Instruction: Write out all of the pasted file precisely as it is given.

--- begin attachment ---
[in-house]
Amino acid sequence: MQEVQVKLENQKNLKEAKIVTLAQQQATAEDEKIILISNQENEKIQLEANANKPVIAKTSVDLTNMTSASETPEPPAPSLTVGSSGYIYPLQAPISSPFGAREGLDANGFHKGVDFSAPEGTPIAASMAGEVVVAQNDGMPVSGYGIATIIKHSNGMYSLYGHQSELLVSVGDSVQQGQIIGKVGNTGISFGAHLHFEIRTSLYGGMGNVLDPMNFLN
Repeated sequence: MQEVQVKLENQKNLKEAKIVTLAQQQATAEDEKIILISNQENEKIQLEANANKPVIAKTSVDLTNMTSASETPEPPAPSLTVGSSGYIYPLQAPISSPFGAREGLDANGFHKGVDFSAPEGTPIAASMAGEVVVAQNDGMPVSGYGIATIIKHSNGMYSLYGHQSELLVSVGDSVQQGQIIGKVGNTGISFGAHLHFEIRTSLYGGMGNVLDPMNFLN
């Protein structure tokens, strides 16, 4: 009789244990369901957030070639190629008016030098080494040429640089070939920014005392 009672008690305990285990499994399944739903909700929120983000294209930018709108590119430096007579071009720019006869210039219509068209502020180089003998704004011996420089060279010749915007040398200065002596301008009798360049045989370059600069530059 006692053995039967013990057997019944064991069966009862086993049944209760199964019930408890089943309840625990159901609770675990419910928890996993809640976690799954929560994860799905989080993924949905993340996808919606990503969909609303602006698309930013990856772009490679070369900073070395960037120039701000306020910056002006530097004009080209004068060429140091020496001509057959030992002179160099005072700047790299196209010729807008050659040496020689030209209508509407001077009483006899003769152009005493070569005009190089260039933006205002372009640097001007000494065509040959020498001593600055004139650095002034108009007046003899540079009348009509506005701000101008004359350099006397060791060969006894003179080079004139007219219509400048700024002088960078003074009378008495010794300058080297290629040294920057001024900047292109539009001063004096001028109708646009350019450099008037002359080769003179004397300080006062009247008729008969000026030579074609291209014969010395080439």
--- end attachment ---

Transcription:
[in-house]
Amino acid sequence: MQEVQVKLENQKNLKEAKIVTLAQQQATAEDEKIILISNQENEKIQLEANANKPVIAKTSVDLTNMTSASETPEPPAPSLTVGSSGYIYPLQAPISSPFGAREGLDANGFHKGVDFSAPEGTPIAASMAGEVVVAQNDGMPVSGYGIATIIKHSNGMYSLYGHQSELLVSVGDSVQQGQIIGKVGNTGISFGAHLHFEIRTSLYGGMGNVLDPMNFLN
Repeated sequence: MQEVQVKLENQKNLKEAKIVTLAQQQATAEDEKIILISNQENEKIQLEANANKPVIAKTSVDLTNMTSASETPEPPAPSLTVGSSGYIYPLQAPISSPFGAREGLDANGFHKGVDFSAPEGTPIAASMAGEVVVAQNDGMPVSGYGIATIIKHSNGMYSLYGHQSELLVSVGDSVQQGQIIGKVGNTGISFGAHLHFEIRTSLYGGMGNVLDPMNFLN
């Protein structure tokens, strides 16, 4: 009789244990369901957030070639190629008016030098080494040429640089070939920014005392 009672008690305990285990499994399944739903909700929120983000294209930018709108590119430096007579071009720019006869210039219509068209502020180089003998704004011996420089060279010749915007040398200065002596301008009798360049045989370059600069530059 006692053995039967013990057997019944064991069966009862086993049944209760199964019930408890089943309840625990159901609770675990419910928890996993809640976690799954929560994860799905989080993924949905993340996808919606990503969909609303602006698309930013990856772009490679070369900073070395960037120039701000306020910056002006530097004009080209004068060429140091020496001509057959030992002179160099005072700047790299196209010729807008050659040496020689030209209508509407001077009483006899003769152009005493070569005009190089260039933006205002372009640097001007000494065509040959020498001593600055004139650095002034108009007046003899540079009348009509506005701000101008004359350099006397060791060969006894003179080079004139007219219509400048700024002088960078003074009378008495010794300058080297290629040294920057001024900047292109539009001063004096001028109708646009350019450099008037002359080769003179004397300080006062009247008729008969000026030579074609291209014969010395080439």